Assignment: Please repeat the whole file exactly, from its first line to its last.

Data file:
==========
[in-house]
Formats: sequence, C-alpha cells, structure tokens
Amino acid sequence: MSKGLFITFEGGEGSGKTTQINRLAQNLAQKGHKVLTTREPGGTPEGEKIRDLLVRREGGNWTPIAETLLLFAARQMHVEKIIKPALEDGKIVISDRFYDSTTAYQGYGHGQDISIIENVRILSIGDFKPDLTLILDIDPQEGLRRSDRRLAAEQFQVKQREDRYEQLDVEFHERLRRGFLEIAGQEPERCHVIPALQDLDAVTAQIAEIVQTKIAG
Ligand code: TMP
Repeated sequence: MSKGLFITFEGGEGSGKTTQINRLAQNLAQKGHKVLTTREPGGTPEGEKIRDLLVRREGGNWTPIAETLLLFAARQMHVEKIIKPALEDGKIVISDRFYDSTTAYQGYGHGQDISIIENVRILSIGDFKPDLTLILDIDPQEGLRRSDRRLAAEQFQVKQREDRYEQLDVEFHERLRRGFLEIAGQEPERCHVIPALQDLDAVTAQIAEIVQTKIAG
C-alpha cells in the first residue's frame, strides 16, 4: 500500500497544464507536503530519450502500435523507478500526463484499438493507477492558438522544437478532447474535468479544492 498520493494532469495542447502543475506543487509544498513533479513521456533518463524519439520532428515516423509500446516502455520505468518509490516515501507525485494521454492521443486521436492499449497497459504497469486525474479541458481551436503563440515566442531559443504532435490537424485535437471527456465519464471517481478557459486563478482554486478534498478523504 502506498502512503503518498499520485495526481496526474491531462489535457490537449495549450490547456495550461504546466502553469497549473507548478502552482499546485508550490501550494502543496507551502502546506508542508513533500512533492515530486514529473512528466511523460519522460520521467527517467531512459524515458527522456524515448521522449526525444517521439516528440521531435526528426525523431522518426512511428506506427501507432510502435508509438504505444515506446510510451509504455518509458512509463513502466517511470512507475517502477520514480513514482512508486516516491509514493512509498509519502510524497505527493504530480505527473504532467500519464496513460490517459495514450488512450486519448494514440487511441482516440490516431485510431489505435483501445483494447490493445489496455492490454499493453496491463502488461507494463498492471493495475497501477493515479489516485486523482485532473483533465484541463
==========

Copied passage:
[in-house]
Formats: sequence, C-alpha cells, structure tokens
Amino acid sequence: MSKGLFITFEGGEGSGKTTQINRLAQNLAQKGHKVLTTREPGGTPEGEKIRDLLVRREGGNWTPIAETLLLFAARQMHVEKIIKPALEDGKIVISDRFYDSTTAYQGYGHGQDISIIENVRILSIGDFKPDLTLILDIDPQEGLRRSDRRLAAEQFQVKQREDRYEQLDVEFHERLRRGFLEIAGQEPERCHVIPALQDLDAVTAQIAEIVQTKIAG
Ligand code: TMP
Repeated sequence: MSKGLFITFEGGEGSGKTTQINRLAQNLAQKGHKVLTTREPGGTPEGEKIRDLLVRREGGNWTPIAETLLLFAARQMHVEKIIKPALEDGKIVISDRFYDSTTAYQGYGHGQDISIIENVRILSIGDFKPDLTLILDIDPQEGLRRSDRRLAAEQFQVKQREDRYEQLDVEFHERLRRGFLEIAGQEPERCHVIPALQDLDAVTAQIAEIVQTKIAG
C-alpha cells in the first residue's frame, strides 16, 4: 500500500497544464507536503530519450502500435523507478500526463484499438493507477492558438522544437478532447474535468479544492 498520493494532469495542447502543475506543487509544498513533479513521456533518463524519439520532428515516423509500446516502455520505468518509490516515501507525485494521454492521443486521436492499449497497459504497469486525474479541458481551436503563440515566442531559443504532435490537424485535437471527456465519464471517481478557459486563478482554486478534498478523504 502506498502512503503518498499520485495526481496526474491531462489535457490537449495549450490547456495550461504546466502553469497549473507548478502552482499546485508550490501550494502543496507551502502546506508542508513533500512533492515530486514529473512528466511523460519522460520521467527517467531512459524515458527522456524515448521522449526525444517521439516528440521531435526528426525523431522518426512511428506506427501507432510502435508509438504505444515506446510510451509504455518509458512509463513502466517511470512507475517502477520514480513514482512508486516516491509514493512509498509519502510524497505527493504530480505527473504532467500519464496513460490517459495514450488512450486519448494514440487511441482516440490516431485510431489505435483501445483494447490493445489496455492490454499493453496491463502488461507494463498492471493495475497501477493515479489516485486523482485532473483533465484541463